Air Freight News

Port of Long Beach earns Environmental Justice Award


Dec 17, 2009
The Port of Long Beach’s landmark Clean Trucks Program has won the U.S. Environmental Protection Agency’s Environmental Justice Achievement Award -- the nation’s highest honor for reducing the impact of pollution on low-income and disadvantaged communities.

The EPA recognized the ports of Long Beach and Los Angeles, along with several community, environmental and industry partners, for “setting the bar” for port facilities worldwide. The EPA commended the port stakeholder group that helped develop the trucking program and collaborated to replace thousands of aging, exhaust-spewing trucks with new, clean big-rigs. The program is producing “immediate and ongoing environmental benefits” for local neighborhoods, the EPA said.

“Protecting our neighbors from air pollution is exactly what we set out to do with the Clean Trucks Program,” said Nick Sramek, President of the Long Beach Board of Harbor Commissioners. “We are happy to see this program and our partnership recognized as an example for addressing environmental justice concerns.”

Officially launched October 1, 2008, the Clean Trucks Program is spurring the replacement of the entire trucking fleet at the nation’s largest port complex. It is on track to achieve an 80 percent reduction in truck-related air pollution nearly two years ahead of schedule.

In bestowing the award to the Clean Trucks Program, the EPA recognized the ports and the Clean Air Action Plan Stakeholder Group – environmental groups, labor unions, community groups, industry coalitions, regulators and researchers – who provided input on the development of the program and contributed to the continuing success of the Clean Trucks Program.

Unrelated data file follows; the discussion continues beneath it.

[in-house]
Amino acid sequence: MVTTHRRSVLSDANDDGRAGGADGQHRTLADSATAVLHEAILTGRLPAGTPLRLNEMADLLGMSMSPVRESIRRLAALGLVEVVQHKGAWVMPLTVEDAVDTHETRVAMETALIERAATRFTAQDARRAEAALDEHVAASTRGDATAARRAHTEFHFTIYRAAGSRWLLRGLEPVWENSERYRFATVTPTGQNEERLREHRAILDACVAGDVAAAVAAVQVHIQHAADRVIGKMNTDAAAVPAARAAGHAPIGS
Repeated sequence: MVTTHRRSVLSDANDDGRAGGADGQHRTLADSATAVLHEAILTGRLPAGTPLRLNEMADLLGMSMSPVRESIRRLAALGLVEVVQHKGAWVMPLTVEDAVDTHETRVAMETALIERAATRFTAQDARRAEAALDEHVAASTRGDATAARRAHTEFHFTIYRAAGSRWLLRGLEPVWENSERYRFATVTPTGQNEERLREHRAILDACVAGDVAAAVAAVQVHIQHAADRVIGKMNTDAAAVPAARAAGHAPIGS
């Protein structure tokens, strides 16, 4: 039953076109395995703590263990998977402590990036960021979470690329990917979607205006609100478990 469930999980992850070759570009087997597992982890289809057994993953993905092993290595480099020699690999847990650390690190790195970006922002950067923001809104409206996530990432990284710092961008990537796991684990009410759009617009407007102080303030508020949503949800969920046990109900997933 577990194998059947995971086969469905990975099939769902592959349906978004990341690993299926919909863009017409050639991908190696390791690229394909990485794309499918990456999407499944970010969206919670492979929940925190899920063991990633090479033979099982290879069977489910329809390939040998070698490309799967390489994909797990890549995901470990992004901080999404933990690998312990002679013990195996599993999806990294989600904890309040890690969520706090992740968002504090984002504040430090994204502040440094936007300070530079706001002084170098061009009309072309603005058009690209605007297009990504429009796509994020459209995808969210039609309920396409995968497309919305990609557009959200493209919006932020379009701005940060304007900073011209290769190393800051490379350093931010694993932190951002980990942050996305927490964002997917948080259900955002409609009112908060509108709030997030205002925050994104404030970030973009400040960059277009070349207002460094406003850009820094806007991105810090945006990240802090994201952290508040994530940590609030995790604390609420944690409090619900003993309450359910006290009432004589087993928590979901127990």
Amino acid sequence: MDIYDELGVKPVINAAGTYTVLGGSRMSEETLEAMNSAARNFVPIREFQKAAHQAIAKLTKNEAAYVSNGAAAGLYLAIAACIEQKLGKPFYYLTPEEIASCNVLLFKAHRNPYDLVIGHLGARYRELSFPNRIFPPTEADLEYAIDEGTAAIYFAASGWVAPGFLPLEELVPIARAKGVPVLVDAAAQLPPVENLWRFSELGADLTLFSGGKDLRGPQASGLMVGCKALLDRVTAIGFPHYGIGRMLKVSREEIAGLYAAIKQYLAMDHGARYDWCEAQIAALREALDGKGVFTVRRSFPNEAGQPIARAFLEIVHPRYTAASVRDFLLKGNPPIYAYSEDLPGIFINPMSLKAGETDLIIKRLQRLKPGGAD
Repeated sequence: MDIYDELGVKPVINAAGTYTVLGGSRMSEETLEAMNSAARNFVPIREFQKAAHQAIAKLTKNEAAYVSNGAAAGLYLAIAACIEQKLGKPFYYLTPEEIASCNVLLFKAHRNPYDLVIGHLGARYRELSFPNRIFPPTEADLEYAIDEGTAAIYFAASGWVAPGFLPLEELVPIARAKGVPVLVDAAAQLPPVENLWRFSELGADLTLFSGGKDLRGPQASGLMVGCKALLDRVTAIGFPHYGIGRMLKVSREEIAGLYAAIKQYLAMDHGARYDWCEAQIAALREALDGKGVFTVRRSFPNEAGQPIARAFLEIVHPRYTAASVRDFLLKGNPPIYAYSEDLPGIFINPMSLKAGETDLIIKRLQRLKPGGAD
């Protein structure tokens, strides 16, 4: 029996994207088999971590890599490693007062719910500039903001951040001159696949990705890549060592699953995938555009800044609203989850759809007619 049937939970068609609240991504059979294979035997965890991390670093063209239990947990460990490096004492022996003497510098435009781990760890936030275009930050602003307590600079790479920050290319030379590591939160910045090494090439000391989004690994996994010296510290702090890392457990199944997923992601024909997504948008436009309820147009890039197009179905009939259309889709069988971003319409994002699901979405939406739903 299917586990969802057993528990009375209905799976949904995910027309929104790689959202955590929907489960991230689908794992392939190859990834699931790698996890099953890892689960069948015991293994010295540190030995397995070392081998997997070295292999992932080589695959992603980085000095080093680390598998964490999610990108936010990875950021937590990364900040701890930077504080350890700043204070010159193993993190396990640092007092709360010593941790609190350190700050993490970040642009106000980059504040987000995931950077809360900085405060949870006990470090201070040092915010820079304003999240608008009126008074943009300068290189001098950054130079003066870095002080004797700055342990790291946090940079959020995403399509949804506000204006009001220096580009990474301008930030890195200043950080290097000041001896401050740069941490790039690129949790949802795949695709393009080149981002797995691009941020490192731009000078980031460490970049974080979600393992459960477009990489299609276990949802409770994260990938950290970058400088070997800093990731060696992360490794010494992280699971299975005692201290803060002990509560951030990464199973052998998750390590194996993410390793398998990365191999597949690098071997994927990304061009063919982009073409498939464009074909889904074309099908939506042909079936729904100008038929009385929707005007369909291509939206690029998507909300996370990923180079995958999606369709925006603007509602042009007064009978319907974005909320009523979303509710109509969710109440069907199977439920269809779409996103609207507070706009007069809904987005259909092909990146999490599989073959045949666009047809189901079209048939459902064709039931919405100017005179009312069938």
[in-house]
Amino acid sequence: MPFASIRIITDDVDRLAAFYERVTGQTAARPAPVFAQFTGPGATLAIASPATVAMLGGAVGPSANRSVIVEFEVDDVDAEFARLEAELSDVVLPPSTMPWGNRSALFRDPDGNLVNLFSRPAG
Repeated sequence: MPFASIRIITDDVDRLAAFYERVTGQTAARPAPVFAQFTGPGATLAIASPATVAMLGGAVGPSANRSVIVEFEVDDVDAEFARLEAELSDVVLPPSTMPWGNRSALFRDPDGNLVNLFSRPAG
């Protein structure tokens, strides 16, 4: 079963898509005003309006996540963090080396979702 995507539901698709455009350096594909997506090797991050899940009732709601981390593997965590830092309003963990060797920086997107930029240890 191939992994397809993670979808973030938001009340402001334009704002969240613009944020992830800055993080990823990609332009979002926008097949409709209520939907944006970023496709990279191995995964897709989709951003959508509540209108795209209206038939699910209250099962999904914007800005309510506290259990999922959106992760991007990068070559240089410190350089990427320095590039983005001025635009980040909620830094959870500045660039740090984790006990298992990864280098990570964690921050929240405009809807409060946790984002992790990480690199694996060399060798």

The Clean Trucks Program is a gradual phasing out of the oldest trucks. Last year, the 1988 and older big rigs were banned. On New Year’s Day 2010, many more will be barred. And finally by 2012, the ports of Long Beach and Los Angeles will allow only trucks with 2007 or newer engines. These engines are 80 percent cleaner than average truck in the fleet a couple years ago.

In phasing out the oldest trucks, the ports have offered financial assistance to those truck owners who needed help to obtain a cleaner truck. Many thousands of trucks have already been replaced. It’s estimated that after the New Year, nearly 8,000 trucks – about 90 percent of the fleet – will meet the stringent 2007 standards.

The only trucks allowed to enter marine terminals at the ports are those that meet environmental, safety and security standards. Access is controlled with electronic devices known as radiofrequency identification tags.

The EPA’s Environmental Justice program’s goal is to “provide an environment where all people enjoy the same degree of protection from environmental and health hazards and equal access to the decision-making process to maintain a healthy environment in which to live, learn, and work.”

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